Officials in Oregon say a “superspreader action” is likely behind two recent Covid-19 outbreaks in the state.
The action in question: A person knowingly went to work while sick and later tested positive for the virus, Douglas County officials said last week.
Two separate Covid-19 outbreaks have now been traced back to that person, officials said. Seven people died as a result of the first outbreak, and hundreds of people were forced to self-isolate over the second one.
“One of those outbreaks has resulted in seven deaths, and the other recent outbreak has placed over 300 people/families in quarantine,” a December 17 statement from the Douglas County government reads. “We can’t even imagine the tremendous remorse these people are feeling right now, and we sympathize with them.”
County officials referred to the incident as a “superspreader action,” calling it “one of the most concerning issues we are facing right now.” It’s a twist on the term “superspreader event,” which refers to large in-person gatherings such as weddings, parties or religious services where the presence of one infected person has the potential to spur a viral outbreak.
They also urged people to stay home if they are experiencing symptoms and to follow other safety protocols.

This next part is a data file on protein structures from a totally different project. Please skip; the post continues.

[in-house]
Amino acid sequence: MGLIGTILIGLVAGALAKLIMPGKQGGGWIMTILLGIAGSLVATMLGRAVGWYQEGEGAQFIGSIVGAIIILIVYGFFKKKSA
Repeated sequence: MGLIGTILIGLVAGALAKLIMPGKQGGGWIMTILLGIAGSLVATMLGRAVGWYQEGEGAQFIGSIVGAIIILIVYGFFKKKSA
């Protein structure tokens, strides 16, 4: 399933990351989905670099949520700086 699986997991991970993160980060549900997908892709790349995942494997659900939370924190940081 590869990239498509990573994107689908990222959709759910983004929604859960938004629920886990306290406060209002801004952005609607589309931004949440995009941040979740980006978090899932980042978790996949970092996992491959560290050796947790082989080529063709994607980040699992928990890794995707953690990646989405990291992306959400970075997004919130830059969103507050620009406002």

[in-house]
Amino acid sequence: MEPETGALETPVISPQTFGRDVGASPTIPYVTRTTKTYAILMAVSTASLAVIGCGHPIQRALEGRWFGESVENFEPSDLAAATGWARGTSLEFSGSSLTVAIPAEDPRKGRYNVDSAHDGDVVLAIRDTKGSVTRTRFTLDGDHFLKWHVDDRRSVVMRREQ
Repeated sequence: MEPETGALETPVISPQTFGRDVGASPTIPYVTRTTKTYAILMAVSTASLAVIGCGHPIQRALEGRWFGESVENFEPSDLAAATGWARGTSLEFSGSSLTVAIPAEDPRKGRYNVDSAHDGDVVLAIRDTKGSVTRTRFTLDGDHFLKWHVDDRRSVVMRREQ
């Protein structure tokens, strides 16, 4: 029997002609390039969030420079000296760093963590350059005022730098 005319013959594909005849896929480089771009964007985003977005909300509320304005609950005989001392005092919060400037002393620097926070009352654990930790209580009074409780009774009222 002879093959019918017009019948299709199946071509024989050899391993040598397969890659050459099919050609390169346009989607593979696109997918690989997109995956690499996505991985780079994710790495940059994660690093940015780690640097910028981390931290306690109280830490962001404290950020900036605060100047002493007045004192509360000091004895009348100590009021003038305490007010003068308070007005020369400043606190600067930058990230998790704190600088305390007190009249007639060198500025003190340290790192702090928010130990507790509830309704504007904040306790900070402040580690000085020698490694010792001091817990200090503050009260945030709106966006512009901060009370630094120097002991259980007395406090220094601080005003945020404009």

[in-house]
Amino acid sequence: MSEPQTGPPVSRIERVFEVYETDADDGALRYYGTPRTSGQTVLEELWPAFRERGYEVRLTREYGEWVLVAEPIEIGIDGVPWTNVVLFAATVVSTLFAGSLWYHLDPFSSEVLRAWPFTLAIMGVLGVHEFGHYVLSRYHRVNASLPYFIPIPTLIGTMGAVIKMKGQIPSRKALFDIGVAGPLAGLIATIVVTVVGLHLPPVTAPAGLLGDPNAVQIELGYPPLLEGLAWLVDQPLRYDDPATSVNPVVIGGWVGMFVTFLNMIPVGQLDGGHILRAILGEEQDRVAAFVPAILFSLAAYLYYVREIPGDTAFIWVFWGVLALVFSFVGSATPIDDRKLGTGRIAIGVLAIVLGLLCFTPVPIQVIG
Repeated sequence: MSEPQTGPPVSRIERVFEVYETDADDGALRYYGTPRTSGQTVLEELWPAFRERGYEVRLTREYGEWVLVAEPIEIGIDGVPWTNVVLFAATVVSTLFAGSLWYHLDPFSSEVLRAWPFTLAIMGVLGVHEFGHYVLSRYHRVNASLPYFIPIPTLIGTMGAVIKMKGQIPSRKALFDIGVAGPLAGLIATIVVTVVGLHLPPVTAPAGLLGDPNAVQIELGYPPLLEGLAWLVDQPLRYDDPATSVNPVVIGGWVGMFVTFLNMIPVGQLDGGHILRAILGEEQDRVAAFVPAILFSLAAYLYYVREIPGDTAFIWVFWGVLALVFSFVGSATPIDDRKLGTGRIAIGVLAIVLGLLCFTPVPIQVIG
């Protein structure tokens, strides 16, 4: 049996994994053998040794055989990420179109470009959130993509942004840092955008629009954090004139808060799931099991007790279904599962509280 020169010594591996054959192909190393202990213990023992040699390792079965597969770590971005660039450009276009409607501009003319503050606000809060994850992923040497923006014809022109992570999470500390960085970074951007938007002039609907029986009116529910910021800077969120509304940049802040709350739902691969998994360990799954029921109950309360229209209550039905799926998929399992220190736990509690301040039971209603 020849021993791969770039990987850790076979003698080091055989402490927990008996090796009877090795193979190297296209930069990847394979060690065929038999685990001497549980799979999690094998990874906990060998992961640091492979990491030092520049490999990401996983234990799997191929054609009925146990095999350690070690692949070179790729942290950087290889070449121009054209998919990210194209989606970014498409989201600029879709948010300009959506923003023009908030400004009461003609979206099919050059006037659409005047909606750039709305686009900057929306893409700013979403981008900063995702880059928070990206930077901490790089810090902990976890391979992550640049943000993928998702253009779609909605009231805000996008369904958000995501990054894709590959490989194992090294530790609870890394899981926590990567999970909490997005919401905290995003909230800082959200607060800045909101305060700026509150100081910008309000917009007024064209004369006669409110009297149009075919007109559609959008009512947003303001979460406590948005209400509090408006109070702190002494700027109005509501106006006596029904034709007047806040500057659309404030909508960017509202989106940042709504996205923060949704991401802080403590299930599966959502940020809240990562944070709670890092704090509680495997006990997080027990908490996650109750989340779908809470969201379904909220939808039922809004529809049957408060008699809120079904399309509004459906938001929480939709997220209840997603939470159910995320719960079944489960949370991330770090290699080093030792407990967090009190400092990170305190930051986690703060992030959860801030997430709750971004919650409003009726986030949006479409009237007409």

Officials didn’t share the infected person’s place of employment, or when they went to work while sick.
Douglas County, which is located in southern Oregon and has a population of about 111,000, has seen 1,315 total Covid-19 cases as of Tuesday. That includes people who have tested positive for the virus, as well as people who are presumed to be positive.
Thirty-seven people have died of Covid-19 in the county, and nine patients are currently hospitalized with the virus, the latest county data shows.
Last week, Douglas County was among 29 counties in Oregon that state officials deemed to be at “extreme risk” over the spread of the virus.
Oregon has recorded about 105,000 coronavirus cases and more than 1,300 deaths as of Tuesday, and infections have been surging since November.